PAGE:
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Civil engineering curriculum

Introducing earthquake engineering in civil

engineering curriculum

C.V .R. Murty, Dur

C.V.R. gesh C. Rai,
Abhay Gupta and Sudhir K Jain

In view of the earthquake risk in the coun- (www.nicee.org/npeee). Curriculum basic knowledge of earthquake resist-
try, it is important that civil engineering changes in established branches such as civil ant construction?
students are taught principles of earthquake engineering can be quite tedious. NPEEE
engineering. A national workshop was con- envisaged that issues related to curriculum (iii) What are the parameters that can
ducted at the Indian Institute of Technol- are to be discussed at all levels – national properly define the qualities of a fresh
ogy (IIT) Kanpur to discuss various issues and regional. To this end, a national level civil engineer? To what extent will a
related to introduction of earthquake engi- invitation workshop on “Introducing fresh civil engineering graduate be
neering in the civil engineering curricu- Earthquake Engineering in Civil Engineering able to design an earthquake-resist-
lum. The issues discussed included a re- Curriculum” was organised during August ant construction?
view on current status of earthquake engi- 22-23, 2003 at IIT Kanpur. This workshop
neering curriculum, model curricula of was a sequel to an earlier workshop This paper presents a summary of the
AICTE for undergraduate programme, and organised by IIT Kanpur in 1996 for the discussions that emanated during the
implementation issues. The participants in- same purpose 1 . The urgent need for workshop on various themes, and
cluded a wide cross section of faculty mem- improving the curriculum was reiterated concludes with the recommendations of the
in another workshop held at IIT Kanpur in workshop.
bers, professional engineers and architects,
19982. Fifty seven academicians, practising
and administrators. This paper summarises
engineers and architects and administrators Current status of
the workshop discussions.
participated in the workshop.
The aftermath of the 2001 Bhuj
earthquake engineering
To ensure a holistic approach in curriculum
earthquake witnessed many new initiatives
addressing the above concern, a broad
in the country towards better earthquake
agenda was prepared for the workshop. Review of recommendations of
safety. One such initiative was the National
The major questions that figured in the the 1996 workshop
Programme on Earthquake Engineering
agenda at the start of the workshop Model curricula for under-graduate (UG)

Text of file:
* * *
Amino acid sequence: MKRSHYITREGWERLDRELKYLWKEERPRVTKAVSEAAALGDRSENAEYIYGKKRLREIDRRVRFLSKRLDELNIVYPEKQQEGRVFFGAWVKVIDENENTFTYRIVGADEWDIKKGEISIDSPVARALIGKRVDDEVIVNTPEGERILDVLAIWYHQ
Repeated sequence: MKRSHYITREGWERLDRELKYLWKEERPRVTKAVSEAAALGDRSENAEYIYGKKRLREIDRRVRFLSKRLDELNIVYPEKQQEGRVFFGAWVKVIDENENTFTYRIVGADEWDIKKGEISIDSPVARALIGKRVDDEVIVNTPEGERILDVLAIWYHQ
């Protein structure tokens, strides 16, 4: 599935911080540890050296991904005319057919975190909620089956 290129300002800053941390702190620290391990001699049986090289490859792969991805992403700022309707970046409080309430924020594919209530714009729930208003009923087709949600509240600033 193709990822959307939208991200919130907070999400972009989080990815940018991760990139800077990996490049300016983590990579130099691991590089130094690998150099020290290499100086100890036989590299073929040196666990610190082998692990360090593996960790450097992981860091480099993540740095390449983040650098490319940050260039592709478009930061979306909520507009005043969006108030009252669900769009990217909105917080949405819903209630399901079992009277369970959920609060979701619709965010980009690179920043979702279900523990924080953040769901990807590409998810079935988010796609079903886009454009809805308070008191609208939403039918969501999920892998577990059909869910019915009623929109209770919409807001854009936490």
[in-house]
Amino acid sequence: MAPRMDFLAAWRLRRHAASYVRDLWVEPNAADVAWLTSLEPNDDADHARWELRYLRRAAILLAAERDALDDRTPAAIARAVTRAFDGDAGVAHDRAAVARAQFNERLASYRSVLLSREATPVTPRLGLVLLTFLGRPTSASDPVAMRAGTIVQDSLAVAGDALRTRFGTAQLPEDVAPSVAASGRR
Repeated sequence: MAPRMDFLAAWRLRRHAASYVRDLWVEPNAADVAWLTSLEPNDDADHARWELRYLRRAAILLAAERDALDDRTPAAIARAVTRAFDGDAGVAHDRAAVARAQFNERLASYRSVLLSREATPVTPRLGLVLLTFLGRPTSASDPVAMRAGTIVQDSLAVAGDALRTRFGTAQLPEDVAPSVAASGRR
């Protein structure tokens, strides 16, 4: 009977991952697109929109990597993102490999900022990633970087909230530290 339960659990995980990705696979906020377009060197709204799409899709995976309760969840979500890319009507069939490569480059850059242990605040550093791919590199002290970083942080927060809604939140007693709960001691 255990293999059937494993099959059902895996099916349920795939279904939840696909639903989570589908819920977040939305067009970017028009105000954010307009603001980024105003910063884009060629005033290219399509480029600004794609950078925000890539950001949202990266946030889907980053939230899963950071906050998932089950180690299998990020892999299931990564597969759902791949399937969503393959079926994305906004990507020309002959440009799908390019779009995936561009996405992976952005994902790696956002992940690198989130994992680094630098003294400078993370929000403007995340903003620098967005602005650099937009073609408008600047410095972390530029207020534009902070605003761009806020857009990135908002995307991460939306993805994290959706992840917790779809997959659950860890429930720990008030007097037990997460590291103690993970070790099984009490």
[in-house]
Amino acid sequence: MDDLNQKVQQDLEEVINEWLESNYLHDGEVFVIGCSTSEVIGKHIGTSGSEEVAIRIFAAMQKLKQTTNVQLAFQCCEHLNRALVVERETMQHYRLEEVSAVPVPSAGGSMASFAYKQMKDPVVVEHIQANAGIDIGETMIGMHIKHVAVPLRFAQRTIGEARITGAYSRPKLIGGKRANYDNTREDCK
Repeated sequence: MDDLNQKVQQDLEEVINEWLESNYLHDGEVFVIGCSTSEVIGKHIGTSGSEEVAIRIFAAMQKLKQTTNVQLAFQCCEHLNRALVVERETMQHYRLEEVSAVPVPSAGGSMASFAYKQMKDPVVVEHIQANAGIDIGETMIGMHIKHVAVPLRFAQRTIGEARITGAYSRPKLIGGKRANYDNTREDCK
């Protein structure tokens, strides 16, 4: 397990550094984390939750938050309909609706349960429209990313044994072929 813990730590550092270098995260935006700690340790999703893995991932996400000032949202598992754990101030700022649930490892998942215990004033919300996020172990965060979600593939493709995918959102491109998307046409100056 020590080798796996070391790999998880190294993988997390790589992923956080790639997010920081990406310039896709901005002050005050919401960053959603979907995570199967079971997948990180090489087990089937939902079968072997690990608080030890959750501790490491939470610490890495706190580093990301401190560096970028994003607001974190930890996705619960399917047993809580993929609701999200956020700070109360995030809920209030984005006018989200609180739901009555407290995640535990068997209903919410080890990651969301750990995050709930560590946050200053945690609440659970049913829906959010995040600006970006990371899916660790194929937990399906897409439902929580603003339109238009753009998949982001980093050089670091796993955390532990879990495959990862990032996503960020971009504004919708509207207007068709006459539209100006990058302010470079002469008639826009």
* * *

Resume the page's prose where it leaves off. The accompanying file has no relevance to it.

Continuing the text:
Education (NPEEE) by the Ministry for
included the following. and post-graduate (PG) programmes were
Human Resource Development (MHRD),
government of India. Eight resource developed during the 1996 workshop. The
(i) Should earthquake engineering be
institutes (seven IITs and Indian Institute workshop held intensive discussions on
taught as a separate subject in the en-
of Science (IISc) Bangalore) came together several important topics related to the sta-
gineering curriculum, or should top- tus of earthquake engineering education in
to develop earthquake engineering in ics related to earthquake engineering
numerous colleges of engineering, India. Some of the recommendations of this
be merged with the existing courses? workshop can be implemented in the short-
architecture and polytechnics through
teacher training, curriculum development term, while the others require long-term
(ii) How can a practising professional or
and a number of other such activities efforts for their implementation. The fol-
municipal engineer be imparted the

110 The Indian Concrete Journal * February 2004

Civil engineering curriculum

lowing steps were identified as those that of one- or two-week duration have following information about the current
needed to be initiated urgently. already been conducted, and a semes- status of earthquake engineering teaching.
ter-long programme is currently be-
(i) Working notes and teaching aids ing held for teachers at IIT Kanpur. (i) If your university or college has al-
should be developed and widely dis- ready introduced earthquake engi-
(iii) The curriculum of the diploma pro- neering in the curriculum of BE/
seminated for model UG and PG cur-
grammes in the states of Gujarat, BTech., then: (i) when and how this
ricula in "Earthquake engineering"
Uttar Pradesh and Uttaranchal have was done?; (ii) what is the new cur-
and "Structural dynamics".
been already revised and imple- riculum with earthquake engineer-
(ii) Model experiments should be devel- mented. ing?; (iii) what is the experience with
oped to illustrate the concepts in the new curriculum?; and (iv) what
earthquake engineering, using low- The Gujarat experience after are the strong and weak points?
cost and easily available instruments. 2001 Bhuj earthquake
These experiments should be inte- Curriculum upgradation in engineering and (ii) What is the status of earthquake en-
grated with the theory courses to il- polytechnics has been taken up as a part of gineering education in PG education?
lustrate different concepts of earth- the earthquake rehabilitation activity in
The response indicated the following:
quake engineering and structural dy- Gujarat. A number of workshops were con-
namics. ducted in Gujarat to develop and imple-
(i) At the UG level, in some colleges a
ment curriculum changes in polytechnics
full course on "Structural dynamics"
(iii) There is also an urgent need to de- and degree colleges and training pro-
exists as an elective course.
velop short-term training pro- grammes for teachers 3,4. For polytechnics,
grammes in the area of earthquake- four separate modules covering various as-
(ii) In some colleges, elements of earth-
resistant constructions for structural pects of earthquake engineering spread over
quake engineering have been intro-
engineering faculty members of dif- 34 lecture hours were designed, which are